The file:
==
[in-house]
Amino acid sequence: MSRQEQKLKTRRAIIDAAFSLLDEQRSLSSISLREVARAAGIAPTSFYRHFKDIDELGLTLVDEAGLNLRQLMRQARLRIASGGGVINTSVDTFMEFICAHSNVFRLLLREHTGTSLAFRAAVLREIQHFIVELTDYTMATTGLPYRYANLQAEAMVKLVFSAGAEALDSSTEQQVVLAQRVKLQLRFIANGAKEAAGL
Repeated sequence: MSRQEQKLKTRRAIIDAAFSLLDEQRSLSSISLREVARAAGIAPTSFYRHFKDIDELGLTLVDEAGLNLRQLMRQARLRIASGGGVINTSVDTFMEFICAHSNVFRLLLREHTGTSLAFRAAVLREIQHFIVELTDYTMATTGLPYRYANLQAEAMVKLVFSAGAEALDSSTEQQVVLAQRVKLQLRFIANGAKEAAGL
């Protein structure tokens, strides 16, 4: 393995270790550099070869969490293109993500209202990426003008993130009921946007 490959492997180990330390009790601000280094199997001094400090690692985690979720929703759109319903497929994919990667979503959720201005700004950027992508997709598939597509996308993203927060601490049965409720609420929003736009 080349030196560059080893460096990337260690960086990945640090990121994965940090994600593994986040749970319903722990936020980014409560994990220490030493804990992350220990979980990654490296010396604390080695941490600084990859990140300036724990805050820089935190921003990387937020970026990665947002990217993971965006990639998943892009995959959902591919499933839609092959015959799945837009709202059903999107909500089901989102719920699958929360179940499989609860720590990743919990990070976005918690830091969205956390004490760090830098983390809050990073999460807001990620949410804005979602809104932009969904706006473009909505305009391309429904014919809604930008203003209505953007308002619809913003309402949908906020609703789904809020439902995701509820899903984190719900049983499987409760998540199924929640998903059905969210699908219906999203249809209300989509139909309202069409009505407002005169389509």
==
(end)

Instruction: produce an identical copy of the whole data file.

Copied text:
[in-house]
Amino acid sequence: MSRQEQKLKTRRAIIDAAFSLLDEQRSLSSISLREVARAAGIAPTSFYRHFKDIDELGLTLVDEAGLNLRQLMRQARLRIASGGGVINTSVDTFMEFICAHSNVFRLLLREHTGTSLAFRAAVLREIQHFIVELTDYTMATTGLPYRYANLQAEAMVKLVFSAGAEALDSSTEQQVVLAQRVKLQLRFIANGAKEAAGL
Repeated sequence: MSRQEQKLKTRRAIIDAAFSLLDEQRSLSSISLREVARAAGIAPTSFYRHFKDIDELGLTLVDEAGLNLRQLMRQARLRIASGGGVINTSVDTFMEFICAHSNVFRLLLREHTGTSLAFRAAVLREIQHFIVELTDYTMATTGLPYRYANLQAEAMVKLVFSAGAEALDSSTEQQVVLAQRVKLQLRFIANGAKEAAGL
């Protein structure tokens, strides 16, 4: 393995270790550099070869969490293109993500209202990426003008993130009921946007 490959492997180990330390009790601000280094199997001094400090690692985690979720929703759109319903497929994919990667979503959720201005700004950027992508997709598939597509996308993203927060601490049965409720609420929003736009 080349030196560059080893460096990337260690960086990945640090990121994965940090994600593994986040749970319903722990936020980014409560994990220490030493804990992350220990979980990654490296010396604390080695941490600084990859990140300036724990805050820089935190921003990387937020970026990665947002990217993971965006990639998943892009995959959902591919499933839609092959015959799945837009709202059903999107909500089901989102719920699958929360179940499989609860720590990743919990990070976005918690830091969205956390004490760090830098983390809050990073999460807001990620949410804005979602809104932009969904706006473009909505305009391309429904014919809604930008203003209505953007308002619809913003309402949908906020609703789904809020439902995701509820899903984190719900049983499987409760998540199924929640998903059905969210699908219906999203249809209300989509139909309202069409009505407002005169389509």